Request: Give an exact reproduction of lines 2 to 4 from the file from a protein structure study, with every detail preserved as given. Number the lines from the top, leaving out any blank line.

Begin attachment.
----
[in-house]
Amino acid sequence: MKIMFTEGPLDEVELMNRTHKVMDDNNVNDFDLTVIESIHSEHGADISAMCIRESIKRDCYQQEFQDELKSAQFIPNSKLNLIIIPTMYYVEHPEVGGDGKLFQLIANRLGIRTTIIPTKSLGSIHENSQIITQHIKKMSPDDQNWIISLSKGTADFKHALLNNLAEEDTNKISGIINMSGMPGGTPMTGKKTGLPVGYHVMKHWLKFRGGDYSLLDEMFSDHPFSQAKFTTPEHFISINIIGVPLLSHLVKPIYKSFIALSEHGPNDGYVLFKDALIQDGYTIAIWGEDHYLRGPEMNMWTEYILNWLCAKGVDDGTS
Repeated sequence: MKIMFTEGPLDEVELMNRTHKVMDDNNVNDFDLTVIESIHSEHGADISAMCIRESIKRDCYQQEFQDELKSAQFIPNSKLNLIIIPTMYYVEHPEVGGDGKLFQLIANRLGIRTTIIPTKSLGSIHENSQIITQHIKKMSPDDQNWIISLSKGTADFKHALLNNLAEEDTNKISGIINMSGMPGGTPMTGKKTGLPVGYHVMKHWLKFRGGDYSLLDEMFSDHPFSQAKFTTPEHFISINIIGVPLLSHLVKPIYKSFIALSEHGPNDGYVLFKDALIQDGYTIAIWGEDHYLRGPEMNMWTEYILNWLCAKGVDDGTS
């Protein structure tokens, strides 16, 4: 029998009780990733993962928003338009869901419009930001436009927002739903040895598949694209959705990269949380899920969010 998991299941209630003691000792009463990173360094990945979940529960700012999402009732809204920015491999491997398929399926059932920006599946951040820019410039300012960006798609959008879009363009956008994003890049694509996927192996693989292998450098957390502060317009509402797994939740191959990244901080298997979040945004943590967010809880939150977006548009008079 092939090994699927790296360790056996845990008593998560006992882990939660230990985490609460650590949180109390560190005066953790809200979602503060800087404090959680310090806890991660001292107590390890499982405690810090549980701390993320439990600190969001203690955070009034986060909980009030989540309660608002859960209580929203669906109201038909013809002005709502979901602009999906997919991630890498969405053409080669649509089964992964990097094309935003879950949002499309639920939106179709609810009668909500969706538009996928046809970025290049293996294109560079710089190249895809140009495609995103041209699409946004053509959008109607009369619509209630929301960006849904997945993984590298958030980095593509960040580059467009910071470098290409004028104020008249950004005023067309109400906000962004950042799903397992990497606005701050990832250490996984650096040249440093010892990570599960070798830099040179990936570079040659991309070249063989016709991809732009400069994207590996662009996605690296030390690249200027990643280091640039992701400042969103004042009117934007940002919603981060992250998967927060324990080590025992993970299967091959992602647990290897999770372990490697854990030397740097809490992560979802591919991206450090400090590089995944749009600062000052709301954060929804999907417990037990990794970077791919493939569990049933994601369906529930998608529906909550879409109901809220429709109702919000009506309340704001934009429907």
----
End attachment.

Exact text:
Amino acid sequence: MKIMFTEGPLDEVELMNRTHKVMDDNNVNDFDLTVIESIHSEHGADISAMCIRESIKRDCYQQEFQDELKSAQFIPNSKLNLIIIPTMYYVEHPEVGGDGKLFQLIANRLGIRTTIIPTKSLGSIHENSQIITQHIKKMSPDDQNWIISLSKGTADFKHALLNNLAEEDTNKISGIINMSGMPGGTPMTGKKTGLPVGYHVMKHWLKFRGGDYSLLDEMFSDHPFSQAKFTTPEHFISINIIGVPLLSHLVKPIYKSFIALSEHGPNDGYVLFKDALIQDGYTIAIWGEDHYLRGPEMNMWTEYILNWLCAKGVDDGTS
Repeated sequence: MKIMFTEGPLDEVELMNRTHKVMDDNNVNDFDLTVIESIHSEHGADISAMCIRESIKRDCYQQEFQDELKSAQFIPNSKLNLIIIPTMYYVEHPEVGGDGKLFQLIANRLGIRTTIIPTKSLGSIHENSQIITQHIKKMSPDDQNWIISLSKGTADFKHALLNNLAEEDTNKISGIINMSGMPGGTPMTGKKTGLPVGYHVMKHWLKFRGGDYSLLDEMFSDHPFSQAKFTTPEHFISINIIGVPLLSHLVKPIYKSFIALSEHGPNDGYVLFKDALIQDGYTIAIWGEDHYLRGPEMNMWTEYILNWLCAKGVDDGTS
């Protein structure tokens, strides 16, 4: 029998009780990733993962928003338009869901419009930001436009927002739903040895598949694209959705990269949380899920969010 998991299941209630003691000792009463990173360094990945979940529960700012999402009732809204920015491999491997398929399926059932920006599946951040820019410039300012960006798609959008879009363009956008994003890049694509996927192996693989292998450098957390502060317009509402797994939740191959990244901080298997979040945004943590967010809880939150977006548009008079 092939090994699927790296360790056996845990008593998560006992882990939660230990985490609460650590949180109390560190005066953790809200979602503060800087404090959680310090806890991660001292107590390890499982405690810090549980701390993320439990600190969001203690955070009034986060909980009030989540309660608002859960209580929203669906109201038909013809002005709502979901602009999906997919991630890498969405053409080669649509089964992964990097094309935003879950949002499309639920939106179709609810009668909500969706538009996928046809970025290049293996294109560079710089190249895809140009495609995103041209699409946004053509959008109607009369619509209630929301960006849904997945993984590298958030980095593509960040580059467009910071470098290409004028104020008249950004005023067309109400906000962004950042799903397992990497606005701050990832250490996984650096040249440093010892990570599960070798830099040179990936570079040659991309070249063989016709991809732009400069994207590996662009996605690296030390690249200027990643280091640039992701400042969103004042009117934007940002919603981060992250998967927060324990080590025992993970299967091959992602647990290897999770372990490697854990030397740097809490992560979802591919991206450090400090590089995944749009600062000052709301954060929804999907417990037990990794970077791919493939569990049933994601369906529930998608529906909550879409109901809220429709109702919000009506309340704001934009429907």